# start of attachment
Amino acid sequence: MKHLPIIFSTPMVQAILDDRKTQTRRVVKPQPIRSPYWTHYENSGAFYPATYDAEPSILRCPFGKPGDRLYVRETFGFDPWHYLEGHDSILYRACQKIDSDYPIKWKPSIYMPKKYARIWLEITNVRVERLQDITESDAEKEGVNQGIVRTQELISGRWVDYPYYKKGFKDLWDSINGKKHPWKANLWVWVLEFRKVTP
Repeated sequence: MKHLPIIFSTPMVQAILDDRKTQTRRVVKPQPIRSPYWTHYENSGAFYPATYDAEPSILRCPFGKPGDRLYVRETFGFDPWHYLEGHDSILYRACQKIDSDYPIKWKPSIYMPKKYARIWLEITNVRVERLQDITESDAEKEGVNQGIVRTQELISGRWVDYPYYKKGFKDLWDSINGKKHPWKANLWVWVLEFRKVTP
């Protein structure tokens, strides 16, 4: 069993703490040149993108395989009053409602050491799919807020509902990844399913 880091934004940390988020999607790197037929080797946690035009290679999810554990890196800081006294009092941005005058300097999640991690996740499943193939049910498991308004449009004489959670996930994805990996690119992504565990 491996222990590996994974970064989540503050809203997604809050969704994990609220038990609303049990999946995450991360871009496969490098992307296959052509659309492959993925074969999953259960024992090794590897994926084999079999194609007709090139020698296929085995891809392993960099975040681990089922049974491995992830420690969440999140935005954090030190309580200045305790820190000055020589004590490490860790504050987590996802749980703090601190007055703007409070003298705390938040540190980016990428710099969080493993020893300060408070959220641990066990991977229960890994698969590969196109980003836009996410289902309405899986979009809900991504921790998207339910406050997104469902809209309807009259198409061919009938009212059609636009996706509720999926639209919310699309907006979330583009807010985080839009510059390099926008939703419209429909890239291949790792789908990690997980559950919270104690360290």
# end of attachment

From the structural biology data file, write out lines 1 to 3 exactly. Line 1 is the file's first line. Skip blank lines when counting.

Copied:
Amino acid sequence: MKHLPIIFSTPMVQAILDDRKTQTRRVVKPQPIRSPYWTHYENSGAFYPATYDAEPSILRCPFGKPGDRLYVRETFGFDPWHYLEGHDSILYRACQKIDSDYPIKWKPSIYMPKKYARIWLEITNVRVERLQDITESDAEKEGVNQGIVRTQELISGRWVDYPYYKKGFKDLWDSINGKKHPWKANLWVWVLEFRKVTP
Repeated sequence: MKHLPIIFSTPMVQAILDDRKTQTRRVVKPQPIRSPYWTHYENSGAFYPATYDAEPSILRCPFGKPGDRLYVRETFGFDPWHYLEGHDSILYRACQKIDSDYPIKWKPSIYMPKKYARIWLEITNVRVERLQDITESDAEKEGVNQGIVRTQELISGRWVDYPYYKKGFKDLWDSINGKKHPWKANLWVWVLEFRKVTP
């Protein structure tokens, strides 16, 4: 069993703490040149993108395989009053409602050491799919807020509902990844399913 880091934004940390988020999607790197037929080797946690035009290679999810554990890196800081006294009092941005005058300097999640991690996740499943193939049910498991308004449009004489959670996930994805990996690119992504565990 491996222990590996994974970064989540503050809203997604809050969704994990609220038990609303049990999946995450991360871009496969490098992307296959052509659309492959993925074969999953259960024992090794590897994926084999079999194609007709090139020698296929085995891809392993960099975040681990089922049974491995992830420690969440999140935005954090030190309580200045305790820190000055020589004590490490860790504050987590996802749980703090601190007055703007409070003298705390938040540190980016990428710099969080493993020893300060408070959220641990066990991977229960890994698969590969196109980003836009996410289902309405899986979009809900991504921790998207339910406050997104469902809209309807009259198409061919009938009212059609636009996706509720999926639209919310699309907006979330583009807010985080839009510059390099926008939703419209429909890239291949790792789908990690997980559950919270104690360290």